Student loan debt has become a hot topic for a couple of reasons. First, it impacts the financial welfare of many students and their families. In 2012, graduating students owed, on national average, $29,400 in school loans. And that's just for an undergraduate education. Imagine the additional cost of a master's or doctorate degree (after all, an undergraduate degree is becoming the new high school degree). This is a dangerously high figure when you also factor in the unemployment, or underemployment, rate for many recent graduates.
Secondly, this situation is slowing the recovery of our national economy. There is, after all, a trillion dollars in outstanding student debt, and defaults are on the rise. Nearly 12% of all school loans were delinquent by the end of the 3rd quarter of 2013. "Delinquent" is, by the way, defined as no payment for at least 90 days.
Unfortunately, most of these loans are federal, and for that reason, there is a sinister recourse when these loans go from "delinquent" to "default" (more than 270 days late). The government can, and does, simply grab the student's tax refund, or 15% of their disposable income, from their paycheck, or both. No lawsuit or notice is required. So, there is no warning. One day, out of the blue, it just happens. And, unfortunately, unless action is taken, this collection grabbing continues until the loan plus interest, plus collection fees up to 25%, is paid in full. A pretty grim, and ironic, picture for a young person trying to better their situation with a college degree.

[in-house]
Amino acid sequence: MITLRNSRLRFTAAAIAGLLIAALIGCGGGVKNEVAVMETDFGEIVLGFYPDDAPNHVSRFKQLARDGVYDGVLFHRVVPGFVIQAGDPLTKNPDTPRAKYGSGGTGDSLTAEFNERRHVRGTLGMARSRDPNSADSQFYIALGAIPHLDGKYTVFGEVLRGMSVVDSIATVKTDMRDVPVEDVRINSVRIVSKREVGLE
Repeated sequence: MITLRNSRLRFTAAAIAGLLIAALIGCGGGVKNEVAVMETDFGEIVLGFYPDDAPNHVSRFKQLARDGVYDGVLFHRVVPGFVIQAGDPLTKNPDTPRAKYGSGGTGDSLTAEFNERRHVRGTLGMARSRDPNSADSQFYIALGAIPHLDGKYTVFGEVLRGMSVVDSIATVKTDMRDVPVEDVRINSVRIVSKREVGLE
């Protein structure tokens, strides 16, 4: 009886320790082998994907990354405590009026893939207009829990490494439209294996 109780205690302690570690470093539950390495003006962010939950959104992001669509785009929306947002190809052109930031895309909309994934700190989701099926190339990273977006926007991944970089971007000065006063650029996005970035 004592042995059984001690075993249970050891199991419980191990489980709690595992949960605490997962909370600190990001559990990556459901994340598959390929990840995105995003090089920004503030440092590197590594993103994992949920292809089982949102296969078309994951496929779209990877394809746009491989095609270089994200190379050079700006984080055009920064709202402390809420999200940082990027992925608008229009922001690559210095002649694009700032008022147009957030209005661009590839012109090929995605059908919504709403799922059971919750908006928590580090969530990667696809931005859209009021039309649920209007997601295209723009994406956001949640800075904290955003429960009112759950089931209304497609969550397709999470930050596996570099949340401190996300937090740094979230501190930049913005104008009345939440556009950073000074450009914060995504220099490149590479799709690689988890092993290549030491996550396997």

So, what, if any, options are there for student loan debt repayment? Well, it's complicated. However, there usually are options which apply. This is determined by the kind of loan, how long it has gone unpaid, and the graduate's income and circumstances. In short, there are 6 different options: 2 based on income, and 4 others based on the balance of the loan. Figuring out which of these options might apply, and whether they would improve the debtor's situation, takes a little time and consideration. But, in many cases, at least one of these options may greatly benefit the graduate's financial situation. Bankruptcy, by the way, is rarely an option.
A strong word of caution: Don't try this at home, and beware of Internet "expert negotiators"! A quick Google search reveals that there are numerous agencies advertising quick fixes (always a red flag).
If you have questions or want to review our law office's approach to these issues, call or e-mail us.